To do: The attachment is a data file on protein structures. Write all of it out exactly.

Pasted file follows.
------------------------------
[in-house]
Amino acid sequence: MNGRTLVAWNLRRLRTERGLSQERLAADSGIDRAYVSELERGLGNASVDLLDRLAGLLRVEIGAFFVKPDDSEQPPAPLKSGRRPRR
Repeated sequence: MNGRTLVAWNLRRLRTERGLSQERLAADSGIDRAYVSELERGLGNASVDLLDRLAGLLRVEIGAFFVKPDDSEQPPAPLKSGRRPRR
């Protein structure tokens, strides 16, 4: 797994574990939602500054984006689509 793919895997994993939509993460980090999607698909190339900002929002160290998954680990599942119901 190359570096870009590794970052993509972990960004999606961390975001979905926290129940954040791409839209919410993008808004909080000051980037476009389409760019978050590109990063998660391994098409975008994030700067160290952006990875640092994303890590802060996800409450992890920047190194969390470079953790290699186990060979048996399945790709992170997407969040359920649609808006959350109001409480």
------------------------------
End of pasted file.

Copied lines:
[in-house]
Amino acid sequence: MNGRTLVAWNLRRLRTERGLSQERLAADSGIDRAYVSELERGLGNASVDLLDRLAGLLRVEIGAFFVKPDDSEQPPAPLKSGRRPRR
Repeated sequence: MNGRTLVAWNLRRLRTERGLSQERLAADSGIDRAYVSELERGLGNASVDLLDRLAGLLRVEIGAFFVKPDDSEQPPAPLKSGRRPRR
């Protein structure tokens, strides 16, 4: 797994574990939602500054984006689509 793919895997994993939509993460980090999607698909190339900002929002160290998954680990599942119901 190359570096870009590794970052993509972990960004999606961390975001979905926290129940954040791409839209919410993008808004909080000051980037476009389409760019978050590109990063998660391994098409975008994030700067160290952006990875640092994303890590802060996800409450992890920047190194969390470079953790290699186990060979048996399945790709992170997407969040359920649609808006959350109001409480």